Summer Fitness Guide: 6 Tips to Shape Up Your Email Marketing

By EJ McGowan, General Manager of Campaigner

Summer is finally here and, like those working on their summer fitness, it's time for marketers to re-examine email regimens and tighten up routines.

Traditionally filled with long trips and time off, summer brings unique challenges for marketers to break through the "off" season and reach their intended targets. With many consumers hitting the road or relaxing on the beach, marketers must fight for mobile attention and break through overflowing inboxes.

Though this season may deliver a few extra challenges for email marketers, it also provides a great opportunity to try something new and get a brand's email campaigns into better shape. With the right preparation and plan of attack, summer revenue can be better than ever. Here are six key best practices that any marketer can leverage to ensure summertime success.

1. Map Out Email Fitness Goals

Just like with any well thought-out fitness plan, it's critical to set email marketing goals before getting started. Marketers need to think about what they are trying to achieve and determine a specific objective for each campaign. However, they need to be careful not to take on more than they can handle. It's essential to be realistic, so marketers should aim for 1-3 specific goals to focus on this summer.

3 Goals for Summer Email Campaigns

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2. Get Everyone Involved

The reason why fitness buddies and weight loss groups work is because there's a certain level of accountability, not to mention competition. To ensure everyone is staying on track, brands should consider coordinating with other departments to create the most comprehensive plan possible. For example, if a company is planning an email campaign that references a new landing page on its website, the email marketer will want to ensure that all links and related content are working properly, which could require some coordinating with the design team. This will guarantee that all marketing components such as email campaigns, social posts, website updates, new product or service offerings, etc., are aligned for an all-inclusive strategy, rather than a stand-alone email blast. Additionally, by getting everyone involved, the better chance off-time can be coordinated internally during the summer months.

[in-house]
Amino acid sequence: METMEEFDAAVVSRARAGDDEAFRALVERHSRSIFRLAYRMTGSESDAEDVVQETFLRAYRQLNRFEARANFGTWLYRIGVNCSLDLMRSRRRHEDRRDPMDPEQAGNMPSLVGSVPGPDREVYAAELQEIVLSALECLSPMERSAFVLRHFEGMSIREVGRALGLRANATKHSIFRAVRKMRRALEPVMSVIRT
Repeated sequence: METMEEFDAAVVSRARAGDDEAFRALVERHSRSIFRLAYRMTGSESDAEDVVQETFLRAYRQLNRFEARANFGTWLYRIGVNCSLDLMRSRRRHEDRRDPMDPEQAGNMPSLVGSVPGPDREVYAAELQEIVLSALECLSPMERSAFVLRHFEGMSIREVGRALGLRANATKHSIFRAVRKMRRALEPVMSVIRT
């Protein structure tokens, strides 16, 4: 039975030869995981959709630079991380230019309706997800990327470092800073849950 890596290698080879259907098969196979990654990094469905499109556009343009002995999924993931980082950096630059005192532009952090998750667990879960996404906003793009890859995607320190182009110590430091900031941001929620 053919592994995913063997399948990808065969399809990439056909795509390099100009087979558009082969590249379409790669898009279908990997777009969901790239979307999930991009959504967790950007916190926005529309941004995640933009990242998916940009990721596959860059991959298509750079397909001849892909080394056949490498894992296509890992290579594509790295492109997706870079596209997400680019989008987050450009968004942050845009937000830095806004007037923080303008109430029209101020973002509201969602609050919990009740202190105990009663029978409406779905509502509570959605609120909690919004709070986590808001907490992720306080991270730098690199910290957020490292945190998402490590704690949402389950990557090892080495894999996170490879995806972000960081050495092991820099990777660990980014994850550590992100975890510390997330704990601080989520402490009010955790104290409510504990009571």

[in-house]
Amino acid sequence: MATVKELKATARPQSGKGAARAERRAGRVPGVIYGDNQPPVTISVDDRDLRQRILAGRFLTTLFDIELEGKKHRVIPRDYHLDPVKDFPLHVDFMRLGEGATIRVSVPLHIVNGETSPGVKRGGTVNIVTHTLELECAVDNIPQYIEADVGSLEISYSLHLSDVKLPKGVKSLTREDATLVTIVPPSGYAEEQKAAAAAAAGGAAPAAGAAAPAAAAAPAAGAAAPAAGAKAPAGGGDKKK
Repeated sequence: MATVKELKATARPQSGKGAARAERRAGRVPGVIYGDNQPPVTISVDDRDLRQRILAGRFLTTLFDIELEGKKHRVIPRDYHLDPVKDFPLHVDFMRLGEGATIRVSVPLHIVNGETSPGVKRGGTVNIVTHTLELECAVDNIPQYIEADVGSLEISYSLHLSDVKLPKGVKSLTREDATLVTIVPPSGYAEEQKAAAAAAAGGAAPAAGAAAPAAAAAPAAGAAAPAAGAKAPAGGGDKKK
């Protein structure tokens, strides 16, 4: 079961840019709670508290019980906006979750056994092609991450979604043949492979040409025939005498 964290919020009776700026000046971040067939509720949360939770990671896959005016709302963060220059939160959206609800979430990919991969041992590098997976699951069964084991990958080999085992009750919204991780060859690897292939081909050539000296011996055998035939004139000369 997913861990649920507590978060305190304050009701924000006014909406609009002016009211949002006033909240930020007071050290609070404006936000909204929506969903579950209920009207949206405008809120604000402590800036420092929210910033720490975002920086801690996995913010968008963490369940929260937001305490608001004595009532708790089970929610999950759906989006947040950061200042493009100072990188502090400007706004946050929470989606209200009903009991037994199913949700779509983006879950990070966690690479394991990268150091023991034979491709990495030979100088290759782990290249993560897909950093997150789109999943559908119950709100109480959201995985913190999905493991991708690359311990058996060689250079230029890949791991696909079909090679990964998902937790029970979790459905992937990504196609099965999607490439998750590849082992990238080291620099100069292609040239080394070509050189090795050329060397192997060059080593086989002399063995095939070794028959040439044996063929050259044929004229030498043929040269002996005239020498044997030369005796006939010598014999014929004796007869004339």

3. Avoid Fatigue: Slow and Steady Wins the Race

Once goals are set and team members are on board, then the heavy lifting begins. Marketers will want to plan strategically about how they're going to accomplish their goals in a timeframe that works for them. Think about it this way: Someone who isn't a seasoned runner wouldn't push himself to run a marathon his first time out. Likewise, marketers shouldn't take on more than their time will allow. This could mean that marketers consider sending out emails in segmented batches to achieve their goals. Otherwise, they risk burning out their list or generating more leads than the company's sales team can handle.

By strategically segmenting a contact list in tiered groupings for priority distribution, marketers can generate the right leads in quantities that their teams can manage.